Bianchi’s crash overshadows Hamilton’s victory in Japan
Two-thousand-and-eight Formula 1 World Champion, Lewis Hamilton, further extended his championship lead to 10 points over Mercedes-Benz teammate Nico Rosberg, in a chaotic rain affected Japanese Grand Prix at Suzuku yesterday, marred by a tragic accident that landed Marussia driver, Jules Bianchi, in hospital.
In a race that started under safety car conditions due to the effects of Typhoon Phanfone, before being red flagged after two laps and then resuming after a further eight, Hamilton easily overtook his teammate on lap 28, despite a lock-up and running wide on the previous lap, due to not closing the rear wing flap for the Drag Reduction System (DRS) in time.
Before this moment, he had been chipping away at the pole-sitting German’s lead, who was struggling with oversteer. By lap 40, Hamilton had extended his lead to almost ten seconds when the rain started to come down.
With rivers forming on the track and in the pits, Sauber driver Adrian Sutil spun coming out of the turn 5 Dunlop corner on lap 43 and made contact with the barrier. This caused the deployment of the safety car on the following lap, and an ultimate red flag on lap 46 out of 53.
Although originally thought to be Sutil, it was later revealed that Bianchi had lost control at the same point and slid into the tractor that was removing the wrecked Sauber. The incident was not captured by television cameras and the presence of the medical car on track led many to believe that Sutil had been injured.
Bianchi was reported as being unconscious when removed from the Marussia and taken by road to the Mie University Hospital due to conditions making it impossible to transport him by helicopter. CT scans later revealed that he had suffered severe head injuries and would need to undergo an operation.
"Next to this, the race result doesn't seem significant at all," a subdued Hamilton told Sky F1.
"The whole approach then needed to change to look after the tyres and make sure I stayed in the lead until the end of the race. But like I said, that's not what matters today; our thoughts are with Jules".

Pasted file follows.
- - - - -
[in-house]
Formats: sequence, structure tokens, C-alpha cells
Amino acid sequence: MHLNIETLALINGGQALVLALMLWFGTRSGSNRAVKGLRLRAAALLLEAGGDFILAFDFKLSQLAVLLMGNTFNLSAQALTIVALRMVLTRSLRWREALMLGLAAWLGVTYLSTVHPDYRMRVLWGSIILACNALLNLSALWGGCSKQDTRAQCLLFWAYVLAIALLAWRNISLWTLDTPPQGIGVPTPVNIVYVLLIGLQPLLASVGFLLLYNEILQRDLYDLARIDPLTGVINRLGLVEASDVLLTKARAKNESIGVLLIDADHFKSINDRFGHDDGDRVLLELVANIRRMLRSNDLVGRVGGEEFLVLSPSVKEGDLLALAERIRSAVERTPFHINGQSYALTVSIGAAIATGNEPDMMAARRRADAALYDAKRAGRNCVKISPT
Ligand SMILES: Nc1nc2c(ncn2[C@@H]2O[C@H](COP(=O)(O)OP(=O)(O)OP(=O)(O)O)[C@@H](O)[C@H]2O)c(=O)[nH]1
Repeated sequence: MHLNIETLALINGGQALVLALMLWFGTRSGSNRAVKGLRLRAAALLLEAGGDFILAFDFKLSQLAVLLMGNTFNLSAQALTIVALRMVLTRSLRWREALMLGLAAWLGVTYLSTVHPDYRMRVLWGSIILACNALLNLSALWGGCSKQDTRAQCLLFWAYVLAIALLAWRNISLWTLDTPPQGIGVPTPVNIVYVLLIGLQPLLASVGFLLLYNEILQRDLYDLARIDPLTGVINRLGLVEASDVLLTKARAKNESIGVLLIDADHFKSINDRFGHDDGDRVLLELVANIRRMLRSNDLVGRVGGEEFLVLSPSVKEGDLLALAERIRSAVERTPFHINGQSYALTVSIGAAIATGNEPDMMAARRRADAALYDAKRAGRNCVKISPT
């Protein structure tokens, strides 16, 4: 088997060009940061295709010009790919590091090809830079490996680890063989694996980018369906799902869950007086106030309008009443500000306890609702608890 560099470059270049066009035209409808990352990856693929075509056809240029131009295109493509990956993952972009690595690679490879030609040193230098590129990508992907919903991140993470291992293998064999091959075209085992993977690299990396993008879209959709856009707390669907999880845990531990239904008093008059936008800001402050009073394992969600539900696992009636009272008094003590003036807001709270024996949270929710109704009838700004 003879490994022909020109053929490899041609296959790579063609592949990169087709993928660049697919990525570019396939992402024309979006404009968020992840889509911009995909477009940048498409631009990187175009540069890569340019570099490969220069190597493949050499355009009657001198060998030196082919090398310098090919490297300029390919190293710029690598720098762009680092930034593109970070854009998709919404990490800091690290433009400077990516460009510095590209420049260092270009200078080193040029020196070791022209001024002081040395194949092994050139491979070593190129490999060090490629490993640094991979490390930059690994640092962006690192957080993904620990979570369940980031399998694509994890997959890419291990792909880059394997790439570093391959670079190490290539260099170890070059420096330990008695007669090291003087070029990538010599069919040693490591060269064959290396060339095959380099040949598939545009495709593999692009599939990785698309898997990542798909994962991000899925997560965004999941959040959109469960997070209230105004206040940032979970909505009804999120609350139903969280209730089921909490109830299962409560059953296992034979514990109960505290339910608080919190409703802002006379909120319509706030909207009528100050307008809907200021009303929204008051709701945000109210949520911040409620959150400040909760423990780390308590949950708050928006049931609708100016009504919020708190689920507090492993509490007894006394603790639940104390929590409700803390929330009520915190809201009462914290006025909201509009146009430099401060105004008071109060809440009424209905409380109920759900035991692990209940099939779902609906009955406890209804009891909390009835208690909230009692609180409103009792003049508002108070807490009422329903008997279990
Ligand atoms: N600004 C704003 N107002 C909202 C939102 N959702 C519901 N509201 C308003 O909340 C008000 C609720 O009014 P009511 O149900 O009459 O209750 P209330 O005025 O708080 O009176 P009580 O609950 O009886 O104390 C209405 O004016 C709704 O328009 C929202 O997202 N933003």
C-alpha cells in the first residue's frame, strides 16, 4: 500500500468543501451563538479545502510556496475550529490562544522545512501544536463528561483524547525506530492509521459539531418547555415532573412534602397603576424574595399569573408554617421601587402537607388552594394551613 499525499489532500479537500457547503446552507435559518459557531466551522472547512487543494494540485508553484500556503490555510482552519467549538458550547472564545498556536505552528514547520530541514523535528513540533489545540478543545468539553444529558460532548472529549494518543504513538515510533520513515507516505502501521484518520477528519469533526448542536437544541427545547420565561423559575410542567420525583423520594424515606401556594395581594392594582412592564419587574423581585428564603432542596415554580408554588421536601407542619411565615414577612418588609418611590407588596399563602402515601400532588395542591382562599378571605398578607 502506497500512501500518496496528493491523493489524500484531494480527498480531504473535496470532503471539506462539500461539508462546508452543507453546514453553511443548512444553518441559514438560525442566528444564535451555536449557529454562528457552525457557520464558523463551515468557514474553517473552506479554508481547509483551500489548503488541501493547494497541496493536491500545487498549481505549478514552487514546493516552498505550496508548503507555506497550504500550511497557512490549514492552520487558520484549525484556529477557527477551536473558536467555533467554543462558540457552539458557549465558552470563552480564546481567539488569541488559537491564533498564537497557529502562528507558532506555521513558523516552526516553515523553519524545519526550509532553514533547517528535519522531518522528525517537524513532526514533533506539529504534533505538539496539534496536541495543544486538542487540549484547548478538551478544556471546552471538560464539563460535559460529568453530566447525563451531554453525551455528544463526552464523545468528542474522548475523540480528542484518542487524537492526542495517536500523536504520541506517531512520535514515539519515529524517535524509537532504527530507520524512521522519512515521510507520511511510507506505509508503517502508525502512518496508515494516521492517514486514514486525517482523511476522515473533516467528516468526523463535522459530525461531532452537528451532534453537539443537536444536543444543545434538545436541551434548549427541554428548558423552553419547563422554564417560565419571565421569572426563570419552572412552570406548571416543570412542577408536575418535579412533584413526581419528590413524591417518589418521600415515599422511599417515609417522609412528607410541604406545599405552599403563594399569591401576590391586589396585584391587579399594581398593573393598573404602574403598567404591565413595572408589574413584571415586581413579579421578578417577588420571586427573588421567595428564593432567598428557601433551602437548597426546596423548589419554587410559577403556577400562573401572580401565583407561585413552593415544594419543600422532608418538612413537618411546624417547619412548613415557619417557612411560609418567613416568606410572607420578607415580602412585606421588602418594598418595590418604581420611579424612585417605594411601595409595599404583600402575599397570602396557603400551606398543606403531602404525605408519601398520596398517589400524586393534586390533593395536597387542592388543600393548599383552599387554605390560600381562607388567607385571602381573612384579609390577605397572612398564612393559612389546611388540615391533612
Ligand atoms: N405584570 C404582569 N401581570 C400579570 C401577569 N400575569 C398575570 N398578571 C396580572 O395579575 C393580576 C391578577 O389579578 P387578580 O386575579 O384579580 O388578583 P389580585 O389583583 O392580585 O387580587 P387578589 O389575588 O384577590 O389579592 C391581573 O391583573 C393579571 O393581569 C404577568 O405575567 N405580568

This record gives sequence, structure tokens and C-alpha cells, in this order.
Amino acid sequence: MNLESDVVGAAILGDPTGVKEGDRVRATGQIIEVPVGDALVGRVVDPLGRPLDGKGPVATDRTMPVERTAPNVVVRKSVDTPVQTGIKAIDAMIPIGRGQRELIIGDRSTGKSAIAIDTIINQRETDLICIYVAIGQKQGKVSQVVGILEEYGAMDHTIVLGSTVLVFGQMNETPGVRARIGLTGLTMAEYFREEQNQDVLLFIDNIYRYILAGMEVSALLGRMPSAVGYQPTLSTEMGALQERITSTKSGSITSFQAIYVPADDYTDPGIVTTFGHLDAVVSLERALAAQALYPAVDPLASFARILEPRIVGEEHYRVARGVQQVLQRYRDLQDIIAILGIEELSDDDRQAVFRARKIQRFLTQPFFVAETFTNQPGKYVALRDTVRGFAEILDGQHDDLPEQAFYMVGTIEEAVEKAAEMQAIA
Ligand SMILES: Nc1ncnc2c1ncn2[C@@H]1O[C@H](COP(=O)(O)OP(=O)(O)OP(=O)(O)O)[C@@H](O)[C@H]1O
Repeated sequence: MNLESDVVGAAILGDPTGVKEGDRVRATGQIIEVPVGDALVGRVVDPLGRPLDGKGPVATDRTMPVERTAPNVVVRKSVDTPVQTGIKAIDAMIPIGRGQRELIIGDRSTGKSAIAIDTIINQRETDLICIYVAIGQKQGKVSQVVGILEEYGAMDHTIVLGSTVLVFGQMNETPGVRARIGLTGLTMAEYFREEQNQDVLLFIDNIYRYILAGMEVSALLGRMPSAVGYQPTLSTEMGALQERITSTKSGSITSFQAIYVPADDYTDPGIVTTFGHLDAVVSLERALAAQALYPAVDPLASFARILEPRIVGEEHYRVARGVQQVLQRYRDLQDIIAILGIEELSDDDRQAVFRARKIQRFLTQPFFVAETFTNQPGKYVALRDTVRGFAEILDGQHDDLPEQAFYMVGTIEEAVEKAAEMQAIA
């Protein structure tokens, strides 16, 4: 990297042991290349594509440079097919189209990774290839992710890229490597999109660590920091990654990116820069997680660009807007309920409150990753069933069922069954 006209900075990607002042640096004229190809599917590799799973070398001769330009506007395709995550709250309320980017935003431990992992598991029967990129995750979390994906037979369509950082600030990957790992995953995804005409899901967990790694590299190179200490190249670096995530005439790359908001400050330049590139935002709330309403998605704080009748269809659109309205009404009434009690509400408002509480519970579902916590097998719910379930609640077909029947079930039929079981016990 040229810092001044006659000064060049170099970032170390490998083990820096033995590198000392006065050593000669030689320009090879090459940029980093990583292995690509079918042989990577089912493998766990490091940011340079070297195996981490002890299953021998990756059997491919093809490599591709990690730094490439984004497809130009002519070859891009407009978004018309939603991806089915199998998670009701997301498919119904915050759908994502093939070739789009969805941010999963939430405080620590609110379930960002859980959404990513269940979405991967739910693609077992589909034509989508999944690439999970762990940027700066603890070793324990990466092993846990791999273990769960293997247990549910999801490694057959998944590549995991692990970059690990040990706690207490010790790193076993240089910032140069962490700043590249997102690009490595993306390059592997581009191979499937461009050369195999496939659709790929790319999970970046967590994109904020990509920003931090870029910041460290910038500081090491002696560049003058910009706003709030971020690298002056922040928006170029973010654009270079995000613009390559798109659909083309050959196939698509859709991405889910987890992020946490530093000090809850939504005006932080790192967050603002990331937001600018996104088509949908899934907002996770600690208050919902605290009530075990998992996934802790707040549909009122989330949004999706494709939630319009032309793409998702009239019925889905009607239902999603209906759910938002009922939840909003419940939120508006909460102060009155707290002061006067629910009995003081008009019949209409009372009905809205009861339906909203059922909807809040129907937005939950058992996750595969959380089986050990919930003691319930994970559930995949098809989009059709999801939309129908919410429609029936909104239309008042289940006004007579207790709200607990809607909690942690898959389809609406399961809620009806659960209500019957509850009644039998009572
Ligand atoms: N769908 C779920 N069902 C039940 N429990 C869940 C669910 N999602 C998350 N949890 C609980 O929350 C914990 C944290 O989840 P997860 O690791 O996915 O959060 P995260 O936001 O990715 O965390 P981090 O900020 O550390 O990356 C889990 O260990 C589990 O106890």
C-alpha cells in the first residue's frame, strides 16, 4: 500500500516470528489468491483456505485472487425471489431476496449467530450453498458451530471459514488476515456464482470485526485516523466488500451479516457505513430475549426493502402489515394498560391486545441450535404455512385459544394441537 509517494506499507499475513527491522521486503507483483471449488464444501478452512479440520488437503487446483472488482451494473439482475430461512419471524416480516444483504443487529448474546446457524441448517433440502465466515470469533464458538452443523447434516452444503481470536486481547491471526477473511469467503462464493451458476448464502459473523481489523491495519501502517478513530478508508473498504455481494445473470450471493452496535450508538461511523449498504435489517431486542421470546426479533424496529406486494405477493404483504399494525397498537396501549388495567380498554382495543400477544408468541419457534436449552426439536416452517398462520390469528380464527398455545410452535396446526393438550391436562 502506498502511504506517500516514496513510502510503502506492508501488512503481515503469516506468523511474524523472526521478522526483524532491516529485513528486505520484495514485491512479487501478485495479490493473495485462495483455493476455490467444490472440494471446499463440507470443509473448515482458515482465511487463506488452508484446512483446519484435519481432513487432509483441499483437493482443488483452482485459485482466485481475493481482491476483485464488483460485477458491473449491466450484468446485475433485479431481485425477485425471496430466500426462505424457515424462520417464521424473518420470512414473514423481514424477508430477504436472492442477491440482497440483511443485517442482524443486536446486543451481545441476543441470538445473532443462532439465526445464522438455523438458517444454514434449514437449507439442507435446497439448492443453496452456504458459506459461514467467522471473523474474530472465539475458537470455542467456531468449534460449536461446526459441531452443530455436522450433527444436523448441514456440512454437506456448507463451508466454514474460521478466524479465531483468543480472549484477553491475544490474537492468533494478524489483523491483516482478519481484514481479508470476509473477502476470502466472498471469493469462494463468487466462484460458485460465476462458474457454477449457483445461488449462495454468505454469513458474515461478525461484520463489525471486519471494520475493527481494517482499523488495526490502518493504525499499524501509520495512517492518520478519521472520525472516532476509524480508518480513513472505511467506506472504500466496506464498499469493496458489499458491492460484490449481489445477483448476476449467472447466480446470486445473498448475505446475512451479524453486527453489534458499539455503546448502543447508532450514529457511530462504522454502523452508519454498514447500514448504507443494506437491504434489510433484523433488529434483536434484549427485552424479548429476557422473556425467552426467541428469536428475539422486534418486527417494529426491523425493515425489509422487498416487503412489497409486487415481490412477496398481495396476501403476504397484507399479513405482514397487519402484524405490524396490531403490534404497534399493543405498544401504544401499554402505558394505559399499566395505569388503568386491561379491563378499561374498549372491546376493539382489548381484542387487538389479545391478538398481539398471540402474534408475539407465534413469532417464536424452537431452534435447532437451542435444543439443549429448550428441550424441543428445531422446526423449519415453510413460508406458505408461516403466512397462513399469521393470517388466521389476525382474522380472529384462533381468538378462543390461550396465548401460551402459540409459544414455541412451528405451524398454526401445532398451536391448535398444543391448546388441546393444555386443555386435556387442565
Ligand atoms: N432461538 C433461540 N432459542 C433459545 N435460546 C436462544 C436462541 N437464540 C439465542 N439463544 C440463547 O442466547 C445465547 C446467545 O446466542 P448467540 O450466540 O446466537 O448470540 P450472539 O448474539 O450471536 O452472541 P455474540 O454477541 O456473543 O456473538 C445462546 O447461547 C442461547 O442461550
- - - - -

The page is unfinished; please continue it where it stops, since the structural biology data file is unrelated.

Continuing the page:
Bianchi scored his team only points this year with a ninth place at the Monaco Grand Prix in May and is also a member of Ferrari's young drivers program.
"I'm not thinking about the race, I'm thinking about my colleague," second place finisher Rosberg told the BBC.
"I was disappointed to finish second but I'm not really thinking about that. I was not comfortable with the car today, I was not able to attack and did not find a solution to find the balance."
Speaking to Sky F1, reigning champion Sebastian Vettel, who made headlines earlier during the weekend by announcing that he is to leave Red Bull after winning his four titles for possibly Ferrari, said that his third place finish mattered little after the news about the crash became more apparent.
"Everything that happened with the racing on track is secondary today, one of us is in a bad shape and we don’t yet know how he is," he said.
"Jules had a bad accident and we hope to have some very good news, very soon. Not knowing what’s going on feels terrible, I think all the drivers really feel with him, as we know how difficult and slippery it was today; we hope for the very best."
Bianchi’s accident has raised questions as to whether the race should have started earlier and why the safety car had not been immediately deployed after Sutil had gone off.
"The rain was not the real issue. There were safety cars put in and the race was run safe more or less to the end, so it could have been run to the end without the accident," Mercedes non-executive chairman and three time former F1 champion, Niki Lauda, told BBC Radio 5.
"The darkness I don't think was an issue here. Motor racing is dangerous. We get used to it if nothing happens and then suddenly we are all surprised.
"We always have to be aware that motor racing is very dangerous and this accident is a coming together of various difficult things. One car goes off, the truck comes out and the next car goes off. This was very unfortunate," said Lauda, who famously withdrew from the even wetter 1976 Japanese GP at Fuji, handing to title to championship rival, James Hunt.
CAPTION: Marussia driver, Jules Bianchi, is said to be in a critical condition after crashing into a recovery vehicle during Sunday's typhoon affected Japanese Grand Prix at Suzuka, won Mercedes' Lewis Hamilton. IMGE sourced from www.speedweek.com
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